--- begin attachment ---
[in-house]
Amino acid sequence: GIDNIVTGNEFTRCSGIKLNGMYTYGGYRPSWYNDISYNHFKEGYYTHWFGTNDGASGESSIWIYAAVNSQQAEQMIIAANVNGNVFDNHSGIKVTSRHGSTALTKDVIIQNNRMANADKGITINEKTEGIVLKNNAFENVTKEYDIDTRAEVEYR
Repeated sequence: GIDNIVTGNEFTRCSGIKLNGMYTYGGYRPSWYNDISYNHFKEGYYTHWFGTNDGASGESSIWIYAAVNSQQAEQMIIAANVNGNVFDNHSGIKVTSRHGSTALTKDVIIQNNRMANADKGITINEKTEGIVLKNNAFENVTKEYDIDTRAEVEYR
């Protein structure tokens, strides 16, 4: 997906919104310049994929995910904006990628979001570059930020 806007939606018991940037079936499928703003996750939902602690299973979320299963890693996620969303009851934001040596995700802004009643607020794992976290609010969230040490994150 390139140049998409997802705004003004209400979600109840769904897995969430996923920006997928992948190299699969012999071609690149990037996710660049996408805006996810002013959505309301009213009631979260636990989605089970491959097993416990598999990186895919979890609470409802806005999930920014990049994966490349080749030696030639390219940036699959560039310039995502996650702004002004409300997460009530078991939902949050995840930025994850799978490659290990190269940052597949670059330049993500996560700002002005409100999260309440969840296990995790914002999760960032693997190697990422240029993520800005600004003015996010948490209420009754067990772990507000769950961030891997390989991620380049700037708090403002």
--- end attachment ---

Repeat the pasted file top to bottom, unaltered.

[in-house]
Amino acid sequence: GIDNIVTGNEFTRCSGIKLNGMYTYGGYRPSWYNDISYNHFKEGYYTHWFGTNDGASGESSIWIYAAVNSQQAEQMIIAANVNGNVFDNHSGIKVTSRHGSTALTKDVIIQNNRMANADKGITINEKTEGIVLKNNAFENVTKEYDIDTRAEVEYR
Repeated sequence: GIDNIVTGNEFTRCSGIKLNGMYTYGGYRPSWYNDISYNHFKEGYYTHWFGTNDGASGESSIWIYAAVNSQQAEQMIIAANVNGNVFDNHSGIKVTSRHGSTALTKDVIIQNNRMANADKGITINEKTEGIVLKNNAFENVTKEYDIDTRAEVEYR
């Protein structure tokens, strides 16, 4: 997906919104310049994929995910904006990628979001570059930020 806007939606018991940037079936499928703003996750939902602690299973979320299963890693996620969303009851934001040596995700802004009643607020794992976290609010969230040490994150 390139140049998409997802705004003004209400979600109840769904897995969430996923920006997928992948190299699969012999071609690149990037996710660049996408805006996810002013959505309301009213009631979260636990989605089970491959097993416990598999990186895919979890609470409802806005999930920014990049994966490349080749030696030639390219940036699959560039310039995502996650702004002004409300997460009530078991939902949050995840930025994850799978490659290990190269940052597949670059330049993500996560700002002005409100999260309440969840296990995790914002999760960032693997190697990422240029993520800005600004003015996010948490209420009754067990772990507000769950961030891997390989991620380049700037708090403002």